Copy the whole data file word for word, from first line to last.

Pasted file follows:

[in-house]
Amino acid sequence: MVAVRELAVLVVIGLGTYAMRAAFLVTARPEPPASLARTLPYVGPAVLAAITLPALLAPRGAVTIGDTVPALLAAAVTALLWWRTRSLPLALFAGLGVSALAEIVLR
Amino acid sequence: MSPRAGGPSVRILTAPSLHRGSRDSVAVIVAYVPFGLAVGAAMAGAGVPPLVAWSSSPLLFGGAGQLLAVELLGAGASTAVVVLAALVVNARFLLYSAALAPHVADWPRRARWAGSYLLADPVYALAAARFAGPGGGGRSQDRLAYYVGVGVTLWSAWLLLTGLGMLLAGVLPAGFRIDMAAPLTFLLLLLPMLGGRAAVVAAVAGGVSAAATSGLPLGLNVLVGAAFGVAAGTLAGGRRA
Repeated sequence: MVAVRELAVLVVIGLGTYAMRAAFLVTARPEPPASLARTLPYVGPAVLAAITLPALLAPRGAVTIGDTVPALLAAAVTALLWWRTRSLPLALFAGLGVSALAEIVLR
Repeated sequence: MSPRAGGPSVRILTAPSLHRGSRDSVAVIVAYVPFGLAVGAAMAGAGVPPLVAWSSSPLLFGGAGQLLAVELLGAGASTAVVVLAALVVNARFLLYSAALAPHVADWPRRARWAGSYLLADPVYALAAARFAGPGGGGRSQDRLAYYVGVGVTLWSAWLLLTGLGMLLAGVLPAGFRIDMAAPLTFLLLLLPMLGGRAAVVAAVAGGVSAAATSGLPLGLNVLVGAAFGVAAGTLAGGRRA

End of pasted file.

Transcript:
[in-house]
Amino acid sequence: MVAVRELAVLVVIGLGTYAMRAAFLVTARPEPPASLARTLPYVGPAVLAAITLPALLAPRGAVTIGDTVPALLAAAVTALLWWRTRSLPLALFAGLGVSALAEIVLR
Amino acid sequence: MSPRAGGPSVRILTAPSLHRGSRDSVAVIVAYVPFGLAVGAAMAGAGVPPLVAWSSSPLLFGGAGQLLAVELLGAGASTAVVVLAALVVNARFLLYSAALAPHVADWPRRARWAGSYLLADPVYALAAARFAGPGGGGRSQDRLAYYVGVGVTLWSAWLLLTGLGMLLAGVLPAGFRIDMAAPLTFLLLLLPMLGGRAAVVAAVAGGVSAAATSGLPLGLNVLVGAAFGVAAGTLAGGRRA
Repeated sequence: MVAVRELAVLVVIGLGTYAMRAAFLVTARPEPPASLARTLPYVGPAVLAAITLPALLAPRGAVTIGDTVPALLAAAVTALLWWRTRSLPLALFAGLGVSALAEIVLR
Repeated sequence: MSPRAGGPSVRILTAPSLHRGSRDSVAVIVAYVPFGLAVGAAMAGAGVPPLVAWSSSPLLFGGAGQLLAVELLGAGASTAVVVLAALVVNARFLLYSAALAPHVADWPRRARWAGSYLLADPVYALAAARFAGPGGGGRSQDRLAYYVGVGVTLWSAWLLLTGLGMLLAGVLPAGFRIDMAAPLTFLLLLLPMLGGRAAVVAAVAGGVSAAATSGLPLGLNVLVGAAFGVAAGTLAGGRRA